Samsung Semiconductor Europe Ltd v Docherty 2011 CSOH 32
Mr Docherty was ordered to account for profits derived from his interest in a company that had provided Samsung with quality control services. Unknown to Samsung, Mr Docherty had secretly held a 50% shareholding in the company. He had to repay €340,808 which he had received from the company by way of salary, share of profit and payment of shares for several years.
Mr Docherty was not a director only a manager but he held a key position with significant responsibility and he was in a position to influence Samsung’s decision about not using the company’s competitors. The effect of this was that Mr Docherty owed a fiduciary duty to Samsung. It did not matter that Samsung did not expressly inform Mr Docherty that he owed it a fiduciary duty or suffer a loss.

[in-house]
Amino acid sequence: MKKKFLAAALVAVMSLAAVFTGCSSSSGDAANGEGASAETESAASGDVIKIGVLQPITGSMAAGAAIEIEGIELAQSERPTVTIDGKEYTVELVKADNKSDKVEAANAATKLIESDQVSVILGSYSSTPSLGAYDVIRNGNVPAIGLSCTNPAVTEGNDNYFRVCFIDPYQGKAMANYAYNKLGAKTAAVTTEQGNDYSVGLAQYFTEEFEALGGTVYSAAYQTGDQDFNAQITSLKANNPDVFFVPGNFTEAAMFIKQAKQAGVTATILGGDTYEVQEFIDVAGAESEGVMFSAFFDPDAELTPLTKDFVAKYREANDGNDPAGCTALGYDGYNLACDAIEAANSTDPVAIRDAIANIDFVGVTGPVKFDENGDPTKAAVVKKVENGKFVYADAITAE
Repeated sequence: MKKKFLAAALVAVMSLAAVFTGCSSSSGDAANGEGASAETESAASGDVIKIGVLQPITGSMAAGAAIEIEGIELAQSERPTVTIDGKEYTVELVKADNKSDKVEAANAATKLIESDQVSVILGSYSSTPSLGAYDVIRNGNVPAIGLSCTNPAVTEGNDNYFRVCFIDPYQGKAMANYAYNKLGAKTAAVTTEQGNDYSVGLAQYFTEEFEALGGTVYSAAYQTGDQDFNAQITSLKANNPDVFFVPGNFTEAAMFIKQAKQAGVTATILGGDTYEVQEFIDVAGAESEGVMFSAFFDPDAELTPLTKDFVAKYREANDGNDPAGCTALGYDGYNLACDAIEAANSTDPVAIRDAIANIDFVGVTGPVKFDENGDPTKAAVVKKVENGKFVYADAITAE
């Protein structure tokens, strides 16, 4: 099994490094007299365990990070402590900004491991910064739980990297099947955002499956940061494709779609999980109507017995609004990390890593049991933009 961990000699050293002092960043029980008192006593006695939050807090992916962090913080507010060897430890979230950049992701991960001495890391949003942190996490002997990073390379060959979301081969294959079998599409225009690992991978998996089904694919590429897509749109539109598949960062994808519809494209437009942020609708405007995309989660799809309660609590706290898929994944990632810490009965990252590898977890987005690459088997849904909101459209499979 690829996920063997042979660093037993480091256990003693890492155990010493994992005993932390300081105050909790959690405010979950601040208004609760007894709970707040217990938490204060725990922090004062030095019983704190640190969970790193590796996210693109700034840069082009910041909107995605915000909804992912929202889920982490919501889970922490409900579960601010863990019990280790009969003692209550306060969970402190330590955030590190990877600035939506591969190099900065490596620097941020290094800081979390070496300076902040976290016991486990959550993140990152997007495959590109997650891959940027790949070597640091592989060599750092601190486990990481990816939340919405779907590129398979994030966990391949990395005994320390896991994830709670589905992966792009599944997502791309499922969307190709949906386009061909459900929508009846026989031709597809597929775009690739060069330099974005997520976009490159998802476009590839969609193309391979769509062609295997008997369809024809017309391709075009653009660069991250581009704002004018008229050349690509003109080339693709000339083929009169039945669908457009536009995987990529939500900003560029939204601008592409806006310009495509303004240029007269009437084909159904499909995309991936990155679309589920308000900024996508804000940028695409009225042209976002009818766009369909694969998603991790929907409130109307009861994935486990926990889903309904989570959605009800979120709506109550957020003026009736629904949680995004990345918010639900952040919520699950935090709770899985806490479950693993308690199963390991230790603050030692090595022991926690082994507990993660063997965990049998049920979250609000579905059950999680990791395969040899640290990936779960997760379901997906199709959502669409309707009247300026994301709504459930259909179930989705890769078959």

Key point: The case demonstrates that an employee does not have to be a director to owe a fiduciary duty. It did not matter that there was no detriment to Samsung in this case. Following the Fishel case the existence of a fiduciary duty and potential conflict was sufficient to establish a duty to account.